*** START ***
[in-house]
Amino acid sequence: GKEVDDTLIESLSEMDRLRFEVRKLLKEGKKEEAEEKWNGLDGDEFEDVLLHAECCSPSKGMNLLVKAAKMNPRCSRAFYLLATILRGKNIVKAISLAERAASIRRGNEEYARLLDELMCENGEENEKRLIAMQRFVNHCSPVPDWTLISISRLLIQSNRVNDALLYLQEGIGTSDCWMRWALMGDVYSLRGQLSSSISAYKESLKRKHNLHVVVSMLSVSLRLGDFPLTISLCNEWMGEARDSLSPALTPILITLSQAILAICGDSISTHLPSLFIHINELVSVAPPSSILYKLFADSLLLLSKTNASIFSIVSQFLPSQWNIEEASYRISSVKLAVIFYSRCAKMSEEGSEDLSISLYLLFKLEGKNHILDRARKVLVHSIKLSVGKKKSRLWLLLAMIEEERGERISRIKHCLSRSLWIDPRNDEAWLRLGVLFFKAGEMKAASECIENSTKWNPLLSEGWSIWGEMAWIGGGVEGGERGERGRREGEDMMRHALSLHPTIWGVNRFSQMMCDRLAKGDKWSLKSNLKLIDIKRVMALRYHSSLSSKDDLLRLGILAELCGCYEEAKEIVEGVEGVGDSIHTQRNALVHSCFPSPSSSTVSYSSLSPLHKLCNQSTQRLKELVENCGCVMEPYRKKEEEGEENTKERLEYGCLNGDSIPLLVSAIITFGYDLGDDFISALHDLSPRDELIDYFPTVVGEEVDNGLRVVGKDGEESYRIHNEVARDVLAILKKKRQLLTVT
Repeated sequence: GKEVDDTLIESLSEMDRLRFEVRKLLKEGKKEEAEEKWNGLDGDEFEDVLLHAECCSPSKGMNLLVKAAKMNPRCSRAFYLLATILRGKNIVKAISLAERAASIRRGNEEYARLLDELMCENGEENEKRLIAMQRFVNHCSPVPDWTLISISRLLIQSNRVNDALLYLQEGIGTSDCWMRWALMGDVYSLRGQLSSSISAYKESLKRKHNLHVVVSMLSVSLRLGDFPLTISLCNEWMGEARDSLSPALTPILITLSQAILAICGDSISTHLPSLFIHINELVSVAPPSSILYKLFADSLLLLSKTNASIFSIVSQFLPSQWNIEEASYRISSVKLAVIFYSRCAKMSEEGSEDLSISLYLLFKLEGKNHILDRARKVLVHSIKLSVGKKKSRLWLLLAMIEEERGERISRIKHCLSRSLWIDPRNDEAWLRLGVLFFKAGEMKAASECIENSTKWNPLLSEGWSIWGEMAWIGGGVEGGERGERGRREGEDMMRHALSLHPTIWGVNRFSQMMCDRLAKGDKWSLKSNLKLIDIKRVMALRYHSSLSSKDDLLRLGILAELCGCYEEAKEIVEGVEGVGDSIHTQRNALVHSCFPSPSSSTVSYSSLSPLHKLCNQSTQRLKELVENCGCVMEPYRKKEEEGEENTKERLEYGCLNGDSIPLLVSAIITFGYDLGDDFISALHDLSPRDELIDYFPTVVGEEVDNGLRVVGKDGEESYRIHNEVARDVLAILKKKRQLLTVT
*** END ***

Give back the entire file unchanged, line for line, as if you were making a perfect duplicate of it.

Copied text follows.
[in-house]
Amino acid sequence: GKEVDDTLIESLSEMDRLRFEVRKLLKEGKKEEAEEKWNGLDGDEFEDVLLHAECCSPSKGMNLLVKAAKMNPRCSRAFYLLATILRGKNIVKAISLAERAASIRRGNEEYARLLDELMCENGEENEKRLIAMQRFVNHCSPVPDWTLISISRLLIQSNRVNDALLYLQEGIGTSDCWMRWALMGDVYSLRGQLSSSISAYKESLKRKHNLHVVVSMLSVSLRLGDFPLTISLCNEWMGEARDSLSPALTPILITLSQAILAICGDSISTHLPSLFIHINELVSVAPPSSILYKLFADSLLLLSKTNASIFSIVSQFLPSQWNIEEASYRISSVKLAVIFYSRCAKMSEEGSEDLSISLYLLFKLEGKNHILDRARKVLVHSIKLSVGKKKSRLWLLLAMIEEERGERISRIKHCLSRSLWIDPRNDEAWLRLGVLFFKAGEMKAASECIENSTKWNPLLSEGWSIWGEMAWIGGGVEGGERGERGRREGEDMMRHALSLHPTIWGVNRFSQMMCDRLAKGDKWSLKSNLKLIDIKRVMALRYHSSLSSKDDLLRLGILAELCGCYEEAKEIVEGVEGVGDSIHTQRNALVHSCFPSPSSSTVSYSSLSPLHKLCNQSTQRLKELVENCGCVMEPYRKKEEEGEENTKERLEYGCLNGDSIPLLVSAIITFGYDLGDDFISALHDLSPRDELIDYFPTVVGEEVDNGLRVVGKDGEESYRIHNEVARDVLAILKKKRQLLTVT
Repeated sequence: GKEVDDTLIESLSEMDRLRFEVRKLLKEGKKEEAEEKWNGLDGDEFEDVLLHAECCSPSKGMNLLVKAAKMNPRCSRAFYLLATILRGKNIVKAISLAERAASIRRGNEEYARLLDELMCENGEENEKRLIAMQRFVNHCSPVPDWTLISISRLLIQSNRVNDALLYLQEGIGTSDCWMRWALMGDVYSLRGQLSSSISAYKESLKRKHNLHVVVSMLSVSLRLGDFPLTISLCNEWMGEARDSLSPALTPILITLSQAILAICGDSISTHLPSLFIHINELVSVAPPSSILYKLFADSLLLLSKTNASIFSIVSQFLPSQWNIEEASYRISSVKLAVIFYSRCAKMSEEGSEDLSISLYLLFKLEGKNHILDRARKVLVHSIKLSVGKKKSRLWLLLAMIEEERGERISRIKHCLSRSLWIDPRNDEAWLRLGVLFFKAGEMKAASECIENSTKWNPLLSEGWSIWGEMAWIGGGVEGGERGERGRREGEDMMRHALSLHPTIWGVNRFSQMMCDRLAKGDKWSLKSNLKLIDIKRVMALRYHSSLSSKDDLLRLGILAELCGCYEEAKEIVEGVEGVGDSIHTQRNALVHSCFPSPSSSTVSYSSLSPLHKLCNQSTQRLKELVENCGCVMEPYRKKEEEGEENTKERLEYGCLNGDSIPLLVSAIITFGYDLGDDFISALHDLSPRDELIDYFPTVVGEEVDNGLRVVGKDGEESYRIHNEVARDVLAILKKKRQLLTVT